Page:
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Hungry Cloud Darkening: Glossy Recall

This is an album that really takes many listens to warm up to and wrap your head around, but, once you do, you’ll find this is a wonderful collection of songs.

Hungry Cloud Darkening

Glossy Recall

Label: Off Tempo
US Release Date: 2014-10-07
UK Release Date: Import

Nicholas Wilbur, Allyson Foster and Paul Benson are better known as touring members of Mount Eerie, but when they’re not working with Phil Elverum, they have their own ongoing project, Hungry Cloud Darkening. Glossy Recall, which was released earlier this year on cassette but is only now getting a proper digital, compact disc and vinyl release, is the group’s second album, and, boy, is it minimal. And slow. Real slow. Like, watching snails move slow. Despite that, there’s some really charming stuff to be found on Glossy Recall, including the closing number “Inhibited Window”, which is nearly six and a half minutes of a keyboard tinkling against an organ line, while the drummer sloooowly plays the toms. There’s a stickiness to the piece that resonates. Elsewhere, “You Look Around” almost sounds like a lost Yo La Tengo track, complete with ethereal vocals from Foster. “Time To”, which trots along at a mid-tempo clip, might just be the fastest thing on the album, and it is a most delectable pop moment.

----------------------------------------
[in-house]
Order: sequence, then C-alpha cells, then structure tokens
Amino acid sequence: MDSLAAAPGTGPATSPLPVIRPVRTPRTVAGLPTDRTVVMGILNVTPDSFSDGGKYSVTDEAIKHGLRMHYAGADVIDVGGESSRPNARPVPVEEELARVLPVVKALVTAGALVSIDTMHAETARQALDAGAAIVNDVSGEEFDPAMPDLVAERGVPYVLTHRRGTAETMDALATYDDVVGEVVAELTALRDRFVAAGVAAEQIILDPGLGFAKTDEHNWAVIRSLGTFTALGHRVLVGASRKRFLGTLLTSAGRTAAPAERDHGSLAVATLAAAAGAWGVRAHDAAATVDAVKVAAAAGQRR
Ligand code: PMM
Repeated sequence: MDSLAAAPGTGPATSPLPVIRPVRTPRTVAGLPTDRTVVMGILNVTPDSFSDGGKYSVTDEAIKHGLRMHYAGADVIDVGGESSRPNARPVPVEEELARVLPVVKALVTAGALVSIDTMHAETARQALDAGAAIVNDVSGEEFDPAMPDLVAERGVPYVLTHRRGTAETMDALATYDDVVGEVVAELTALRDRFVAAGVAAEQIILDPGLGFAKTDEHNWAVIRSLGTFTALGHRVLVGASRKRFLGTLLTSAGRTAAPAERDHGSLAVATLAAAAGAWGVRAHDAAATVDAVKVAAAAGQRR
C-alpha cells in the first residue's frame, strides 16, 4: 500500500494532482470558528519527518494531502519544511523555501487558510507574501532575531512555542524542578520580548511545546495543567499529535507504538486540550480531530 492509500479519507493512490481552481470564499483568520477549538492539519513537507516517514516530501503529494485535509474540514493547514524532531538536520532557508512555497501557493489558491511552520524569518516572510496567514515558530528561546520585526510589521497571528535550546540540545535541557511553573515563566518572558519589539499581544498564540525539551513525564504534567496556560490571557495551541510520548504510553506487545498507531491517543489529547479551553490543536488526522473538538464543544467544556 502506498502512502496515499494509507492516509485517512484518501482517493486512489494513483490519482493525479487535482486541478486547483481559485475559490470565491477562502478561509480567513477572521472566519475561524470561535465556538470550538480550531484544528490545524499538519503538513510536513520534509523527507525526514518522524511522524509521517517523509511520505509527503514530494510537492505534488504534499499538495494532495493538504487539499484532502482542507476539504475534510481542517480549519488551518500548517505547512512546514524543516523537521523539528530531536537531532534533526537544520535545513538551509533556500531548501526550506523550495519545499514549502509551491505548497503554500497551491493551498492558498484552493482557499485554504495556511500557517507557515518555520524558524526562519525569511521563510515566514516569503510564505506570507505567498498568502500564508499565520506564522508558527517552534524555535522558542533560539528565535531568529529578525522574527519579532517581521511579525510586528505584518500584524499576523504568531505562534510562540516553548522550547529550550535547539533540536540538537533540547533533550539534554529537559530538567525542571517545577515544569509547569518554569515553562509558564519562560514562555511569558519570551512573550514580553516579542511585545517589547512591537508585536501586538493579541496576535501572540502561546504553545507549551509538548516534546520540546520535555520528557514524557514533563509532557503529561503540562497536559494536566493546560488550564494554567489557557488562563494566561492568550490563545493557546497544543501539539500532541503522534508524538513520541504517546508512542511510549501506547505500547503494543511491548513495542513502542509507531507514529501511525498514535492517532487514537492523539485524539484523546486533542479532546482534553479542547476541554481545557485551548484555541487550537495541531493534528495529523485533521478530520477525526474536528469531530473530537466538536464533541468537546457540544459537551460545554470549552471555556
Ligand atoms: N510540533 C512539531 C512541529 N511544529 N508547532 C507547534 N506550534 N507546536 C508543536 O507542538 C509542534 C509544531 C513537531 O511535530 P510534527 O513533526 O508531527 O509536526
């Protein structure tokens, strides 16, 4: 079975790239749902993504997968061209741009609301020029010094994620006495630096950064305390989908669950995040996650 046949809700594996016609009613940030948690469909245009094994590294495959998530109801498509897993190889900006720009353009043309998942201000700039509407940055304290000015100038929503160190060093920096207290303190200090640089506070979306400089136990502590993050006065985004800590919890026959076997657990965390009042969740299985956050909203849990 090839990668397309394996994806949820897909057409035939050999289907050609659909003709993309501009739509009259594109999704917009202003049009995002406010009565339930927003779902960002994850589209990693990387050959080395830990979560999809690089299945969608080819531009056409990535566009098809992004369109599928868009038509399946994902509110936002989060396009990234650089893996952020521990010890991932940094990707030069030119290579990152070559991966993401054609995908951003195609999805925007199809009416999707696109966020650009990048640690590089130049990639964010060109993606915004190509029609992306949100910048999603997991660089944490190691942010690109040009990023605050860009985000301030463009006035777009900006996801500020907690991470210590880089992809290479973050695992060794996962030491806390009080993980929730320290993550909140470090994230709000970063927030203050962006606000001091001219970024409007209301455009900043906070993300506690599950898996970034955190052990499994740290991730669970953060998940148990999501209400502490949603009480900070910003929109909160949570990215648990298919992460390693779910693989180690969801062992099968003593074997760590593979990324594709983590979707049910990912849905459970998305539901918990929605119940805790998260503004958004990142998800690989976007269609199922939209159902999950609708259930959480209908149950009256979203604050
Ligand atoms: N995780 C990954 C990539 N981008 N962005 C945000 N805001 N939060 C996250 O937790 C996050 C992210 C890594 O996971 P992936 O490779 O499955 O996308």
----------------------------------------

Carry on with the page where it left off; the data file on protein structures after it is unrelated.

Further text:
There are other surprises as well. The baroque “Fading Comfort”, arguably the album’s greatest moment, conjures up the woolen feel of autumn. “Blue Green” could pass for something by the Clientele, only with female vocals. And “I Am Seen” has a cottony, lo-fi vibe. While this is an album that tiptoes up behind you, taps you on the shoulder, and then delivers a wallop, it may not be for all tastes given its pace, which often crawls instead of walks or runs. However, there’s plenty of pretty music to be had here, and you have to admit that this is original in some respects: at least in terms of the minimal nature of the music and the snail’s pace. I wasn’t particularly ready to write this off the first time I heard it, but I thought it was just okay. This is an album that really takes many listens to warm up to and wrap your head around, but, once you do, you’ll find this is a wonderful collection of songs. This is pure pop with a slightly experimental bent. I know that Elverum has another Mount Eerie album, a double called Sauna, due in 2015, but if he doesn’t want to tour behind it, that might be alright because that might mean more music from this quietly assured and endowed band. If so, I look forward to hearing it.


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